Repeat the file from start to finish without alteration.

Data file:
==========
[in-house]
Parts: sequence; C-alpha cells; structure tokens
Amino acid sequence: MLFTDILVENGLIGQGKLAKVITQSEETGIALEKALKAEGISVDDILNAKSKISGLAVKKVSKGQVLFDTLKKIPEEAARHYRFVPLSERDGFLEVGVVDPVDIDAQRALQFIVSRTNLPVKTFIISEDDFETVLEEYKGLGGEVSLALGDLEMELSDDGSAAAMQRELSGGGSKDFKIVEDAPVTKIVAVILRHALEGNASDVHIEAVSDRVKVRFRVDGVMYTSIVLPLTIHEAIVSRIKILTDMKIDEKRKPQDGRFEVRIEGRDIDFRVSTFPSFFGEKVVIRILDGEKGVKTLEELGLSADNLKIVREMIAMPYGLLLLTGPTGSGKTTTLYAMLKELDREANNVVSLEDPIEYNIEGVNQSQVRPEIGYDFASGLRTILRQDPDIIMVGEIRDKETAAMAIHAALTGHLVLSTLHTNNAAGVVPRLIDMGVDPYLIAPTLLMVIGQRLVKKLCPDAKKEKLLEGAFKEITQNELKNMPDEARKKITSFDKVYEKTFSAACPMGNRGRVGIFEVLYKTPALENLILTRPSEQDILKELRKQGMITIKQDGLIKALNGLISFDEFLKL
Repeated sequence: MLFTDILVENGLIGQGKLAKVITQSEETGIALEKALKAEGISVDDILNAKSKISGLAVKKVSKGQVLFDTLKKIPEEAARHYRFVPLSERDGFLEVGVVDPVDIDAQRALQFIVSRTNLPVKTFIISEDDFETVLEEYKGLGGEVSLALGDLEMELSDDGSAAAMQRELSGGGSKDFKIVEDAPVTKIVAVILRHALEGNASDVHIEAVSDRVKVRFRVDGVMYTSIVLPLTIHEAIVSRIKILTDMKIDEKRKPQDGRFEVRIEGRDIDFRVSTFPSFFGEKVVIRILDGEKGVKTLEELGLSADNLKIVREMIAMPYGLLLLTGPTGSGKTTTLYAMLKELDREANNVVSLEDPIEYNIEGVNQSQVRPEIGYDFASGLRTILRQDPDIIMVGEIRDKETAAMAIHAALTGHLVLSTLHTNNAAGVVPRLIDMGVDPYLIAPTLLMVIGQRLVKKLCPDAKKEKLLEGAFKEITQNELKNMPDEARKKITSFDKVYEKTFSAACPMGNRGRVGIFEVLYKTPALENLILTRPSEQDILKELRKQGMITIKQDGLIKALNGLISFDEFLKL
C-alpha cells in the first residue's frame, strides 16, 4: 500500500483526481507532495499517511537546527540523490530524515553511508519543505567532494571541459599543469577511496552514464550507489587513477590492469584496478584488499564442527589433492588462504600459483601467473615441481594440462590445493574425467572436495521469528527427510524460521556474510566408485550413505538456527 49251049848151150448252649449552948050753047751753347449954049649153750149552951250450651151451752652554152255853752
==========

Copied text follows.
[in-house]
Parts: sequence; C-alpha cells; structure tokens
Amino acid sequence: MLFTDILVENGLIGQGKLAKVITQSEETGIALEKALKAEGISVDDILNAKSKISGLAVKKVSKGQVLFDTLKKIPEEAARHYRFVPLSERDGFLEVGVVDPVDIDAQRALQFIVSRTNLPVKTFIISEDDFETVLEEYKGLGGEVSLALGDLEMELSDDGSAAAMQRELSGGGSKDFKIVEDAPVTKIVAVILRHALEGNASDVHIEAVSDRVKVRFRVDGVMYTSIVLPLTIHEAIVSRIKILTDMKIDEKRKPQDGRFEVRIEGRDIDFRVSTFPSFFGEKVVIRILDGEKGVKTLEELGLSADNLKIVREMIAMPYGLLLLTGPTGSGKTTTLYAMLKELDREANNVVSLEDPIEYNIEGVNQSQVRPEIGYDFASGLRTILRQDPDIIMVGEIRDKETAAMAIHAALTGHLVLSTLHTNNAAGVVPRLIDMGVDPYLIAPTLLMVIGQRLVKKLCPDAKKEKLLEGAFKEITQNELKNMPDEARKKITSFDKVYEKTFSAACPMGNRGRVGIFEVLYKTPALENLILTRPSEQDILKELRKQGMITIKQDGLIKALNGLISFDEFLKL
Repeated sequence: MLFTDILVENGLIGQGKLAKVITQSEETGIALEKALKAEGISVDDILNAKSKISGLAVKKVSKGQVLFDTLKKIPEEAARHYRFVPLSERDGFLEVGVVDPVDIDAQRALQFIVSRTNLPVKTFIISEDDFETVLEEYKGLGGEVSLALGDLEMELSDDGSAAAMQRELSGGGSKDFKIVEDAPVTKIVAVILRHALEGNASDVHIEAVSDRVKVRFRVDGVMYTSIVLPLTIHEAIVSRIKILTDMKIDEKRKPQDGRFEVRIEGRDIDFRVSTFPSFFGEKVVIRILDGEKGVKTLEELGLSADNLKIVREMIAMPYGLLLLTGPTGSGKTTTLYAMLKELDREANNVVSLEDPIEYNIEGVNQSQVRPEIGYDFASGLRTILRQDPDIIMVGEIRDKETAAMAIHAALTGHLVLSTLHTNNAAGVVPRLIDMGVDPYLIAPTLLMVIGQRLVKKLCPDAKKEKLLEGAFKEITQNELKNMPDEARKKITSFDKVYEKTFSAACPMGNRGRVGIFEVLYKTPALENLILTRPSEQDILKELRKQGMITIKQDGLIKALNGLISFDEFLKL
C-alpha cells in the first residue's frame, strides 16, 4: 500500500483526481507532495499517511537546527540523490530524515553511508519543505567532494571541459599543469577511496552514464550507489587513477590492469584496478584488499564442527589433492588462504600459483601467473615441481594440462590445493574425467572436495521469528527427510524460521556474510566408485550413505538456527 49251049848151150448252649449552948050753047751753347449954049649153750149552951250450651151451752652554152255853752